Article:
Yes, this is ironic considering the title of the blog, but I hate this word. Or rather, I hate what this term has become in advertising.
Millennials this. Millennials that.
Browse the internet, and you’ll find a million articles on how to reach millennials, how we have the most buying power of any generation in history, how we’re constantly on our phones, etc. It just goes on and on and on.
Brands have this mindset that if they can be “cool” or “connect with millennials” it will be the key to their success, but there’s a fundamental problem with this belief. It treats millennials like we are all the same. If you look past the dollar signs in your eyes, you’ll find that the “millennial experience” is different for every person.
We are the most diverse and heterogeneous generation in history. 43% of millennials are not white. We are the most tolerant and socially aware group alive right now according to Pew Social Research. We are also most likely to use social media a lot and be most connected to our phones.
There’s even a large inter-generational age gap that affects how we view the world. Those born in 1980 grew up in a time before the internet, cellphones and MP3’s whereas those who were born in 1996 will never know an unconnected world.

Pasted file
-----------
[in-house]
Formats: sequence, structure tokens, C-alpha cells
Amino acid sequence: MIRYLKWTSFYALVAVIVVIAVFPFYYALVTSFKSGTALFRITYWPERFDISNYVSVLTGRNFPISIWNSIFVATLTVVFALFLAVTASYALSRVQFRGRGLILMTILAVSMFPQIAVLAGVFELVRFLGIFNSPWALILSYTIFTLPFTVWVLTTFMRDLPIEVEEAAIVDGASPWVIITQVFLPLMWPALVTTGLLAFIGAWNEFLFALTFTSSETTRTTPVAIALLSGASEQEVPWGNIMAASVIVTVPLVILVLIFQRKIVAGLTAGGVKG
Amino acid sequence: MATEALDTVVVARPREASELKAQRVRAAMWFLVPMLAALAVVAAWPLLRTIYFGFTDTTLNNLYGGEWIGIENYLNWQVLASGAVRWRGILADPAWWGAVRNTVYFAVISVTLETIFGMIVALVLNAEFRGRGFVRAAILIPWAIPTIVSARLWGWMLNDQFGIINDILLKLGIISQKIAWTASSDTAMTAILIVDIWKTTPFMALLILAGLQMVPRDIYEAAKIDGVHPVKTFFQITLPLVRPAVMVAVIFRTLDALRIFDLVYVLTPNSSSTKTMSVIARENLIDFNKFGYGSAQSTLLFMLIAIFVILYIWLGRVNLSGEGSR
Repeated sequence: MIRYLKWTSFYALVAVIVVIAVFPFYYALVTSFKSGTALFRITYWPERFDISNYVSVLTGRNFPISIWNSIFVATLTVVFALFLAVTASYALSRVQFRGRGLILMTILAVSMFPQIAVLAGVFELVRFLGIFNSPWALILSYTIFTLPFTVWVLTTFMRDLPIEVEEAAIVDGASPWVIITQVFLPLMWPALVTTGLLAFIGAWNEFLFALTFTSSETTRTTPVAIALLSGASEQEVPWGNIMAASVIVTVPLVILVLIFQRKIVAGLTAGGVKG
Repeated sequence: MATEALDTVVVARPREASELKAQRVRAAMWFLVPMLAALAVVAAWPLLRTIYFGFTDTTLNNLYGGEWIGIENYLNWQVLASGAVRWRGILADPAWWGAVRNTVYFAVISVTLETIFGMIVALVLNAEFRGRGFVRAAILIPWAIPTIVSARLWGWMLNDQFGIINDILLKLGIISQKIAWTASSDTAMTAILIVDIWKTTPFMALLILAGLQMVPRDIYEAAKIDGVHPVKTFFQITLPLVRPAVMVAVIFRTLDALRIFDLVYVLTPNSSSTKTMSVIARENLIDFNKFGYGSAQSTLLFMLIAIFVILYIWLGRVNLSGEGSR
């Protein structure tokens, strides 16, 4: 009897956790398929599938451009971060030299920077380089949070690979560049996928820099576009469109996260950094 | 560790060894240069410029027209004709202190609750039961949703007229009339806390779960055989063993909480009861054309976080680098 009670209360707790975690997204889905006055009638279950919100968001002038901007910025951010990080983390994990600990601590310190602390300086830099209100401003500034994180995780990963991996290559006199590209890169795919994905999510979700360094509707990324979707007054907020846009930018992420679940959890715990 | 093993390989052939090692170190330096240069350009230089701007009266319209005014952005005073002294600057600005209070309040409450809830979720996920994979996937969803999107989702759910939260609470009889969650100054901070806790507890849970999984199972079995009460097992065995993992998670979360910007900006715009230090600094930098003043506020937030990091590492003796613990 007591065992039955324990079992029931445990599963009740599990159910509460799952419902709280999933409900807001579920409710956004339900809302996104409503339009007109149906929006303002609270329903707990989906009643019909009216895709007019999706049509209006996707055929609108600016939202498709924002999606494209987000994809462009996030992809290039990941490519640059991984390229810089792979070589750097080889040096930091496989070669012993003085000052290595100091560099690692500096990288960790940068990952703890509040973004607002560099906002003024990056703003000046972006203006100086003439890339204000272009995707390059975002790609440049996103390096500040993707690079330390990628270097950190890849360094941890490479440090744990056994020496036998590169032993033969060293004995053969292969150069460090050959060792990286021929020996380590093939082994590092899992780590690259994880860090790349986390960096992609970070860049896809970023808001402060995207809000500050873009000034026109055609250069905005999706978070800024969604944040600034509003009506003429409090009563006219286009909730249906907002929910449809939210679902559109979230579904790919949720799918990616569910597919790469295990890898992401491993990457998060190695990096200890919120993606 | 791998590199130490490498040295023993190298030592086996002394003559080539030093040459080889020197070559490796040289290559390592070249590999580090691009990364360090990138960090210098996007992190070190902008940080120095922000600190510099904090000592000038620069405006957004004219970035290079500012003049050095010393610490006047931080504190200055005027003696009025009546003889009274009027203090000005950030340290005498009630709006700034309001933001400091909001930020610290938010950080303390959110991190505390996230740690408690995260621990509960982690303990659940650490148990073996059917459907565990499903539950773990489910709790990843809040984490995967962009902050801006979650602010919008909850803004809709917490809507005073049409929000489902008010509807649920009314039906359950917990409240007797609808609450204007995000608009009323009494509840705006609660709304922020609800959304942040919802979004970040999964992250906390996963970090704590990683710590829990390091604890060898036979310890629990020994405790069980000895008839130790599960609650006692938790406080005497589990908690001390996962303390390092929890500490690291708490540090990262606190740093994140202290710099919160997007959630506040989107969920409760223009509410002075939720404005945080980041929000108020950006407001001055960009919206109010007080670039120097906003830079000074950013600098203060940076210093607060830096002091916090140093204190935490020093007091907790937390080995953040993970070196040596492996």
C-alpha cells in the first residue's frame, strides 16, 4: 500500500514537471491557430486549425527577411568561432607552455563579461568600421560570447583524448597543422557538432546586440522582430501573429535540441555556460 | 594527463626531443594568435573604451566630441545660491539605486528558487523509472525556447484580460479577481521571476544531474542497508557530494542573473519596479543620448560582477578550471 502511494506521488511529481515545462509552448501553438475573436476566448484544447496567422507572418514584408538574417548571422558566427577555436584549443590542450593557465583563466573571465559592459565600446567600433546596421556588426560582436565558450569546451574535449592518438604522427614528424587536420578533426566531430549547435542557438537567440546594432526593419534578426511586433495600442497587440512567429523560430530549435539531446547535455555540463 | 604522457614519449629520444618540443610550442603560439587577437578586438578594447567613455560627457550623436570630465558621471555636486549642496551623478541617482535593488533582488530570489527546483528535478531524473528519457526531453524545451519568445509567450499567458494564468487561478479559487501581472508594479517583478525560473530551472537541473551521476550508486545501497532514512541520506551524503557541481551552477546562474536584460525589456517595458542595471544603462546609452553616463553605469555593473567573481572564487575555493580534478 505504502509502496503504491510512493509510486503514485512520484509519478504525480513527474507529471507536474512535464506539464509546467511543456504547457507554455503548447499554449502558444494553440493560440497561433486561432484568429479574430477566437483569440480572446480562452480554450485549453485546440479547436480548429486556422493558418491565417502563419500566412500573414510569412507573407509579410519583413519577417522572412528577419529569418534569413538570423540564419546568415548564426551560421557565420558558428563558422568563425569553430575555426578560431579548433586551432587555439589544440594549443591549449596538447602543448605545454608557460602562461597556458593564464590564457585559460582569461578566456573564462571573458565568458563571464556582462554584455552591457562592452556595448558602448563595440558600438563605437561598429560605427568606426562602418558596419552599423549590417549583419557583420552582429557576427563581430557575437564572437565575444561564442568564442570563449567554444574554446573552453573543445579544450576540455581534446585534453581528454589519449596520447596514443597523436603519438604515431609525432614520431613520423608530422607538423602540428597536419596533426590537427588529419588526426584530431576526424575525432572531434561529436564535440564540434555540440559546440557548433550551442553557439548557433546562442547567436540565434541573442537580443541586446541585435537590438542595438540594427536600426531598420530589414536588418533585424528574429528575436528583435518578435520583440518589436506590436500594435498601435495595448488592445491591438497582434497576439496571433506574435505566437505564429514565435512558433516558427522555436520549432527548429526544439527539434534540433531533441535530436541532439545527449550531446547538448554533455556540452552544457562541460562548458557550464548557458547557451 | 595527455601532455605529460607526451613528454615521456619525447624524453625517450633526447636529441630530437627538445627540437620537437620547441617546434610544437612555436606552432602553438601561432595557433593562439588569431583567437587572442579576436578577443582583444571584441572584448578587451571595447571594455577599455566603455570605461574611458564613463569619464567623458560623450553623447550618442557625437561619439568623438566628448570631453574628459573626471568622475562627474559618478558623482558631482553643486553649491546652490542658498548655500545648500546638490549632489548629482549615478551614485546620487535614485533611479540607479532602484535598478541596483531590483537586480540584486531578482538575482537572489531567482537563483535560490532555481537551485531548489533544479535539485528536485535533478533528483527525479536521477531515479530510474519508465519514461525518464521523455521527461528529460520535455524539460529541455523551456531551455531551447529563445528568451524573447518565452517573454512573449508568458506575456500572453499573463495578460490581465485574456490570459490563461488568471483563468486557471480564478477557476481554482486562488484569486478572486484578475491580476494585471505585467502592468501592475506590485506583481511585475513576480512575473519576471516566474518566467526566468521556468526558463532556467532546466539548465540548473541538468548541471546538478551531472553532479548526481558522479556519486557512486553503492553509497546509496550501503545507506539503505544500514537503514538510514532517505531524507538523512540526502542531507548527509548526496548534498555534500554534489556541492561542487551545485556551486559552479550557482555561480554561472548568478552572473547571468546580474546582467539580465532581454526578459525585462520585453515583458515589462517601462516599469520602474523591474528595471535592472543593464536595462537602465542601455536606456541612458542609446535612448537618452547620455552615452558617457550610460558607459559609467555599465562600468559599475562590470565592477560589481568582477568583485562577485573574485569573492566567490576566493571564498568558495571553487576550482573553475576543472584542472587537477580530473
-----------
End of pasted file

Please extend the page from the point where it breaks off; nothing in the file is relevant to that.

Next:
Because of that diversity and because of that connectedness, you can’t just say “we’re going to target millennials” because that’s a lazy strategy that just won’t work.
Instead, advertisers need to spend more time finding behavioral and psychographic information to target subsets of millennials. Instead of saying, “we’re going to target millennials,” let’s say “we’re going to target millennials who go to live music events once a month and have traveled outside the country in the last year.”
More than ever, we as advertisers have to be extremely precise about what kind of person we are going to target inside the age range of millennials because if we aren’t careful, we will end up firing a shotgun from 200 yards away rather than a rifle.